Meb Keflezighi has become the oldest U.S. Olympic runner of all time, according to USA Track and Field.

The Olympic medalists Rupp, 29, and Keflezighi, 40, finished first and second in the Olympic marathon trials in Los Angeles on Saturday. Jared Ward was third and earned the final place on the Olympic team, his first.

In the women’s race, Amy CraggDesi Linden and Shalane Flanagan were the top three, all returning to the Olympics, with Flanagan collapsing at the finish line. Full recap here.

Rupp and Keflezighi broke away on their own around the 20th mile. Rupp then dropped Keflezighi in the 23rd mile and won by about 1:08, clocking 2:11:12. He broke the finishing tape with a fist pump.

Full results are here.

“It was a bit of a change running the marathon, but there’s no bigger honor than being able to represent your country at the Olympics,” Rupp told Lewis Johnson on NBC.

Rupp, the 2012 Olympic 10,000m silver medalist, and Keflezighi, the 2004 Olympic marathon silver medalist, are the only U.S. men to earn Olympic track and field medals in events longer than 1500m since 1984.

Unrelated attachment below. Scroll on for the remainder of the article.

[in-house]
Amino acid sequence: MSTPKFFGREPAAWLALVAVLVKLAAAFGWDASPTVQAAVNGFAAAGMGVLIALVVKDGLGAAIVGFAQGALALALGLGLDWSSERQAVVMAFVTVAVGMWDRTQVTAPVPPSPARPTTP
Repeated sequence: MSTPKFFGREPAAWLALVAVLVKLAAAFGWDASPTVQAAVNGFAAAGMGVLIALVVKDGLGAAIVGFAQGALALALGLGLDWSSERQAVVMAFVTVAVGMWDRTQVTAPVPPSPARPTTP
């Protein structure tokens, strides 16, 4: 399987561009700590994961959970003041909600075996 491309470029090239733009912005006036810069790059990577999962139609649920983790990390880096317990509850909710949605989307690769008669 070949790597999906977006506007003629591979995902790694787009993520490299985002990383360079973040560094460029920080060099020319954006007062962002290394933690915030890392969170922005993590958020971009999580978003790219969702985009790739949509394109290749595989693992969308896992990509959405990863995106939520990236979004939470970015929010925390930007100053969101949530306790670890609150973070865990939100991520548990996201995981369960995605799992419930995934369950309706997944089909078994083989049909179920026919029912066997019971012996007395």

Dathan Ritzenhein, a three-time Olympian and a pre-race favorite with Keflezighi and Rupp, dropped out of the race around mile 20 of 26.2 total in the hottest U.S. Olympic marathon trials of all time. The temperature at the men’s start at 10:06 a.m. local time was 66 degrees.

The Rio Olympic marathon will be on Aug. 21, the final day of the Games.

Rupp has said he prefers the 10,000m and might not race the marathon at the Olympics. If he doesn’t, the fourth-place trials finisher, Luke Puskedra, will move onto the team.

“I think [Rupp] is a 2:05 [marathon] guy, someday,” Rupp’s coach, three-time New York City Marathon winner Alberto Salazar, told media after Saturday’s race.

Rupp could contest two races in Rio, the 10,000m (Aug. 13 final) and the marathon, or the 10,000m and the 5000m (Aug. 20). Rupp finished seventh in the 5000m in London.

“I would say that the 10k is still my primary focus,” said Rupp, who would have to make the Olympic track team at those trials in Eugene, Ore., from July 1-10, in a USATF interview published Jan. 28. “Really, it just comes down to what I think I have a better chance in as a second event, whether that’s the 5k or the marathon.”